If you wear eyeglasses of any kind, whether they are goggles for water and snow sports, athletic sunglasses, safety goggles for work, or bog-standard prescription eyeglasses, you will be familiar with the all-too-common issue of glasses fogging up. Why is it that this irritating problem always happens at the most inopportune times, when you are concentrating and need crystal clear vision?
If you have ever wondered how to stop this irritating and often stressful issue from occurring, you’ve come to the right place.
Before we get down to the nitty-gritty of how to stop the problem, it is worth looking at what causes glasses to fog up in the first place.
The problem of glasses fogging is the formation of condensation on the lenses of your glasses. What causes this? Well, water vapor, be it from a change in the ambient humidity levels of wherever you are, your breath or your breath, lands on a cool surface, such as your glasses lenses, it starts to cool down and then transforms into droplets of liquid. Those tiny droplets of liquid form a thin film of vapor over your glasses lenses that appear like fog.
The lenses in your glasses, you see, are much cooler than your breath, particularly if you are outside in the cold air. As vapor forms on a surface with a lower level of thermal energy, a percentage of its own energy is transferred onto the surface.
Condensation is created when the vapor, or gas, does not have adequate energy to enable it to stay in gas form. As a result, it turns from a gas back into liquid form. The liquid particles have a lower level of internal energy than the gas form, but a higher level of internal energy than solid-state particles.
Matter exists in three distinct phases – gas, liquid and solid. The change that occurs from vapor/gas to liquid is what is known as a phase transition. Other common examples of this that you will be familiar with include evaporation (when a liquid transform into a gas), freezing (when liquid changes into a solid) and melting (when a solid transforms into a liquid).
The primary cause for these changes is external forces and conditions such as pressure and temperature. As is the case with glasses as we have already discussed.
Now that we understand the science of it a bit better, how do you stop it happening?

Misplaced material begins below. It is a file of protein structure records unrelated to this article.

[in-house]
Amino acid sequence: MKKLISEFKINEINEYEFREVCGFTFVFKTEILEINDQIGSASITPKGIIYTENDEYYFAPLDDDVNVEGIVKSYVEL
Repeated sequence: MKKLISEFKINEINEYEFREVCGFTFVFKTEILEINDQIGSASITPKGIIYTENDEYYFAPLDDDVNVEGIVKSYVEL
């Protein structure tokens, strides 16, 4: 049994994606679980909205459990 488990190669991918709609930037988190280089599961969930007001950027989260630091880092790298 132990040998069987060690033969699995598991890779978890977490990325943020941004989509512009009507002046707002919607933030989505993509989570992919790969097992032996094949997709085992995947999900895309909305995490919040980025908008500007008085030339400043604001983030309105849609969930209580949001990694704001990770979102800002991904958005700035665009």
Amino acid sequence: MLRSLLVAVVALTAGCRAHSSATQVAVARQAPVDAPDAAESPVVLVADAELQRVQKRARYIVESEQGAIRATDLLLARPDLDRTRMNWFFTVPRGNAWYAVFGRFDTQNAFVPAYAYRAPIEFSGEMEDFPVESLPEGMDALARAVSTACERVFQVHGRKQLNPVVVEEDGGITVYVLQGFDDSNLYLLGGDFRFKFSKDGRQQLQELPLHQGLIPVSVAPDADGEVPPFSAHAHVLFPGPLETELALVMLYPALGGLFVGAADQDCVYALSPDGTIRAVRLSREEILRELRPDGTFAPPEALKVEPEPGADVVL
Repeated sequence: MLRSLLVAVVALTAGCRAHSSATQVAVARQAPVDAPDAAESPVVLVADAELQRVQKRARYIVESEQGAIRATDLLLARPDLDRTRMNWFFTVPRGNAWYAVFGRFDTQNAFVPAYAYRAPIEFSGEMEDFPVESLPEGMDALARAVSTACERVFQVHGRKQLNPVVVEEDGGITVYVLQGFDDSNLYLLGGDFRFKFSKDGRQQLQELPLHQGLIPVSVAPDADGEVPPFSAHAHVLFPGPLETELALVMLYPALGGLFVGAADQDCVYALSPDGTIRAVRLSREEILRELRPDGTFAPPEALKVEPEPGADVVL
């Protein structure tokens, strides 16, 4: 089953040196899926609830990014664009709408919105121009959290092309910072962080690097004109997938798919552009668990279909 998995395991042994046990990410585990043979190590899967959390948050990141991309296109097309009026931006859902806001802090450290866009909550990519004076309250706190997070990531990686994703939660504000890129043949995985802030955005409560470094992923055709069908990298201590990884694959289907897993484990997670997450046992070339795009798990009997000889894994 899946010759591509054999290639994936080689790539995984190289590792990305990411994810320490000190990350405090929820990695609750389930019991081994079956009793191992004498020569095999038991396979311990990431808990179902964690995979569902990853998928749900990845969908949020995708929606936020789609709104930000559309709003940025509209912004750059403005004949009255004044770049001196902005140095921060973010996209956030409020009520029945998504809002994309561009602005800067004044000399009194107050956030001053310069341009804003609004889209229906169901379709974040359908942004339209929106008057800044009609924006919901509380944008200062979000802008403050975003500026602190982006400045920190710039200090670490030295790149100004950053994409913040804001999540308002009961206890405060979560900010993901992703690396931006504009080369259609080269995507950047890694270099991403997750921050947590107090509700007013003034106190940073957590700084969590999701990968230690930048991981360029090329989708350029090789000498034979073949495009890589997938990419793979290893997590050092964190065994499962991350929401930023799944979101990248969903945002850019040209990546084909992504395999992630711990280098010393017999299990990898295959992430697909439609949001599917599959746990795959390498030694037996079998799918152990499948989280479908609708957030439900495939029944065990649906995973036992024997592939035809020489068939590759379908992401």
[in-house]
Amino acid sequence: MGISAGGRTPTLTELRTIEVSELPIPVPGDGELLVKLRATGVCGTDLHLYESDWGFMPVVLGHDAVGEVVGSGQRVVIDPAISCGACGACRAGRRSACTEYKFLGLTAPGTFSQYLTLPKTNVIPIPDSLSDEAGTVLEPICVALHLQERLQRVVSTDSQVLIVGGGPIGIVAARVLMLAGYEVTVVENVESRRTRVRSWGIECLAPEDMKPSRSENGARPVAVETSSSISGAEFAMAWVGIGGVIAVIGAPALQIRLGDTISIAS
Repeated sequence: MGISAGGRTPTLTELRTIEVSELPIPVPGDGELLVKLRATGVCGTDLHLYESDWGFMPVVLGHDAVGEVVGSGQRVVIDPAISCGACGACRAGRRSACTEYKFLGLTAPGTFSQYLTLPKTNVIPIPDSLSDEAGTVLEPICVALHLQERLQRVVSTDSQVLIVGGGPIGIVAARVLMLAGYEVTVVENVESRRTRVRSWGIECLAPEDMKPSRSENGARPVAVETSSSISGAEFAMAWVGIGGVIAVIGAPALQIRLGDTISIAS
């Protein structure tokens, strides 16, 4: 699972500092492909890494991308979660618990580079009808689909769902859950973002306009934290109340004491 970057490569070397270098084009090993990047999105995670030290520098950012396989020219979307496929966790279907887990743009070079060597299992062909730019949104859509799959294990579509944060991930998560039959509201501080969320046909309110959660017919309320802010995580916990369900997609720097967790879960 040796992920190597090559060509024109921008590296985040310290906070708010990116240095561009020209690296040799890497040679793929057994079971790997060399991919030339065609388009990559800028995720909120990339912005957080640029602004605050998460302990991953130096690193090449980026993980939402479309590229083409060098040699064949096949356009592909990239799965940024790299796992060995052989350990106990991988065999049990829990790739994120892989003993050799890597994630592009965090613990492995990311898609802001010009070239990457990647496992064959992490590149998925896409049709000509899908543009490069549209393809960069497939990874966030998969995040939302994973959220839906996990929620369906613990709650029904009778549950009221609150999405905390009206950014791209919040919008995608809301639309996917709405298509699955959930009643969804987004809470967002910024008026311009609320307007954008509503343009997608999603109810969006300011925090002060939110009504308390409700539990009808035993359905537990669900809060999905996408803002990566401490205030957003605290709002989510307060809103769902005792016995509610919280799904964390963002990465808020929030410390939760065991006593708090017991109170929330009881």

One way to prevent fogging from occurring could be to have your frames adjusted to allow a greater flow of air around the lenses. It may just involve the adjusting of either the arms or the nose pads. Even if you have them adjusted, if there is still the problem of fogging it could be that the size is not right for your face and it would be best having them remeasured and ordering a new pair.
How often do you clean your glasses? It could be that it’s actually not enough if you are experiencing fogging all too frequently. Scratches, smudges and dirt can make it easier for condensation to settle on the lenses. Handle your glasses more gently, keep them clean and avoid touching them with your fingertips. One of the best ways to clean a pair of glasses is with mild dish soap. These, interestingly, tend to have properties that can help reduce any fogging. Surfactants found in dish detergent can reduce tension on the surface of the lenses, resulting in a thin, transparent layer of water forming over instead of mist.
One way to stop your glasses fogging up is by investing in lenses made from plastic and polycarbonate, which are both known to resist fogging. Another great option is having anti-reflective treatments fitting onto your glasses. Although designed to predominately reduce the issue of glare, as they often feature a coating with hydrophobic properties, they can resist smudging, water and fogging.
Another option is investing in glasses that have an anti-fogging coating. This coating is applied to both sides of the lenses that are going to be used in your glasses before they are even cut. They feature a very hard and durable layer of protection against scratching and other problems. At a molecular level, the coating prevents tiny molecules of water from gathering up across the lenses and causing that fogging that is so often not just an irritation but quite dangerous too.
If you invest wisely, you will have the benefit of glasses with lenses that seldom fog up, even when you are moving to and from a hot and humid climate to a cold environment. You won’t be able to stop a layer of water building up over the lenses, but as this is completely transparent, it is not in the least bit dangerous.
At Rx-Safety you can have the anti-fog treatment applied to lenses you buy from us that will last for the duration of the lenses’ lifespan and you can learn more about them here.
In addition to our anti-fog treatment for lenses, we also sell a few alternative products and solutions you may find useful on existing pairs of glasses that can work temporarily for anything from a few hours to a few days. By far the best option is the Cat Crap Paste. You can take a better look at these products here.
The seriousness of the lenses in your glasses, whether they are a prescription pair or not, should not be underestimated. In normal situations, it may be a minor convenience, but when you are participating in sporting or work activities that require crystal clear vision at all times, it can cause problems. The guide above, we hope, will help you avoid the issue and keep your glasses free from fogging.
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